The Effects in Metabolism and Adipose Tissue Inflammation Induced by the Massa Medicata Fermentata on Obese Type 2 Diabetes Mouse Model (신국(神麯) 투여가 비만형 제 2형 당뇨병 동물모델의 대사인자와 지방조직 염증반응에 미치는 영향)

  • Paik, Sun-Ho;Han, Su-Ryun;Kwon, Oh-Jun;Ahn, Young-Min;Ahn, Se-Young;Lee, Byung-Cheol
    • The Journal of Korean Medicine
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    • v.33 no.3
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    • pp.33-45
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    • 2012
  • Objectives: Recent data have revealed that the plasma concentration of inflammatory mediators is increased in the insulin-resistant states of obesity and type 2 diabetes. The purpose of this study was to investigate the antidiabetic and anti-obesity effect of Massa Medicata Fermentata on obese type 2 diabetes mice. Methods: In order to examine the effects of Massa Medicata Fermentata, obese type 2 diabetes mice induced by Surwit's high fat, high sucrose diet. Mice were divided into 4 groups of ND (normal diet), HFD (high fat and high sucrose diet), Met (high fat and high sucrose diet with metformin) and MMF (high fat and high sucrose diet with Massa Medicata Fermentata) and investigated over 8 weeks. Diabetic and obese clinical markers, including body weight, glucose level, lipid level, leptin concentration, epididymal fat pad and liver weights and adipose tissue macrophage (ATM) were determined. Results: Compared with the HFD group, body weight, fructosamine, triglyceride, epididymal fat pad weight and ATM were significantly reduced in the MMF group. Conclusions: From the above results, the intake of Massa Medicata Fermentata may be effective in anti-hyperglycemia and anti-obesity by the attenuation of glucose and lipid levels and also inflammation state. Massa Medicata Fermentata may be beneficial for controlling diabetes mellitus type 2 in humans.

The Study of the Relationship with Abdominal Visceral Fat in Obese Patients Identified as Phlegm Type (비만환자의 담음변증(痰飮辨證)과 복부내장지방과의 연관성에 관한 연구)

  • Lee, Hyung-Chul;Choi, Young-Min;Sim, Woo-Jin;Kim, Kil-Soo;Choi, Sun-Mi;Kang, Byeong-Kab;Shin, Seung-Uoo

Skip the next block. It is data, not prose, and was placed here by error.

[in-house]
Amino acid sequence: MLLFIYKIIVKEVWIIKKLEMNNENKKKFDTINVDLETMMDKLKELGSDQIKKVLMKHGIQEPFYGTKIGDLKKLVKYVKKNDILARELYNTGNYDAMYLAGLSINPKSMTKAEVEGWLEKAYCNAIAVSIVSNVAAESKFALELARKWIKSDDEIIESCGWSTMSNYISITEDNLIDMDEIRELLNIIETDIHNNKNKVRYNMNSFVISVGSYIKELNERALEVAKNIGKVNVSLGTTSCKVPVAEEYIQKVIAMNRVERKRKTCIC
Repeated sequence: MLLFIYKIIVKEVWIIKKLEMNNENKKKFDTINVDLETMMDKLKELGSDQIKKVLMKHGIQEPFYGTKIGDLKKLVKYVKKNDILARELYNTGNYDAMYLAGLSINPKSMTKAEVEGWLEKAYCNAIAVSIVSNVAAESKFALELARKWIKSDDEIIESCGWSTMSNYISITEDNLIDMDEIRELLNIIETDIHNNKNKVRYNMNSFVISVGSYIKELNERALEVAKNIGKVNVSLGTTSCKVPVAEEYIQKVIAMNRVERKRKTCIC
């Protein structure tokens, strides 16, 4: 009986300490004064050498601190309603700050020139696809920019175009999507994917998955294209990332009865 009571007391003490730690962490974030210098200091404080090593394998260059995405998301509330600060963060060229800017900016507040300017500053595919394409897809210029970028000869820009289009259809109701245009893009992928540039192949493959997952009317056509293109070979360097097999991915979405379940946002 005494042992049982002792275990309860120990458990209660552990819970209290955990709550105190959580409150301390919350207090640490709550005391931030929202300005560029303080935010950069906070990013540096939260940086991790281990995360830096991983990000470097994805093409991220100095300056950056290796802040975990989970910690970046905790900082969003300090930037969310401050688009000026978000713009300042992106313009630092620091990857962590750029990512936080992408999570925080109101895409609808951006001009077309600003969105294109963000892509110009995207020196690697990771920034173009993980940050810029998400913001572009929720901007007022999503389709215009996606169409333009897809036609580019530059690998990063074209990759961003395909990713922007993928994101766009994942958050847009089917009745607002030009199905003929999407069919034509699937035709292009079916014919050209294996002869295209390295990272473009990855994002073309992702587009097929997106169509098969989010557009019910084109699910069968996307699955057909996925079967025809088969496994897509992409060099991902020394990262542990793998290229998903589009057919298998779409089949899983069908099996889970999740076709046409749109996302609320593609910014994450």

• Journal of Korean Medicine for Obesity Research
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    • v.6 no.1
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    • pp.51-59
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    • 2006
  • Objectives : This study was designed to evaluate the relationship with abdominal visceral fat area in obese patients identified as phlegm type. Methods : This research were performed in 201 cases, visited Kirin Oriental Hospital from March 2005 to February 2006 for weight loss. We measured body mass index(BMI), abdominal CT, and classified all patients into two groups, normal and obesity group. And then we differentiated patients with phlegm-retention symptom from patients without it through questionnaire made by Korea Institute of Oriental Medicine. Results and Conclusions : Phlegm type was significantly higher than them of no symptom of phlegm in the abdominal visceral areas(P=0.036) and ratio(P=0.007), in obesity group$(BMI{\geq}25)$. On the other hand, there is little difference between abdominal visceral fat areas of phlegm type and no symptom of phlegm in normal group. According to the above results, if obese patients are diagnosed as identification of phlegm type there is good chance of abdominal visceral obesity.

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Amounts and Food Sources of Nutrients of Elementary School Lunch Menus by the Type of Foodservice and the Percent Energy from Fat (초등학교 급식의 유형(도시형/농촌형)및 식단의 지방 에너지 비율에 따른 주요 영양소의 공급량 및 급원식품 평가)

  • Youn, Hye-Jeong;Han, Young-Hee;Hyun, Tai-Sun
    • Korean Journal of Community Nutrition
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    • v.12 no.1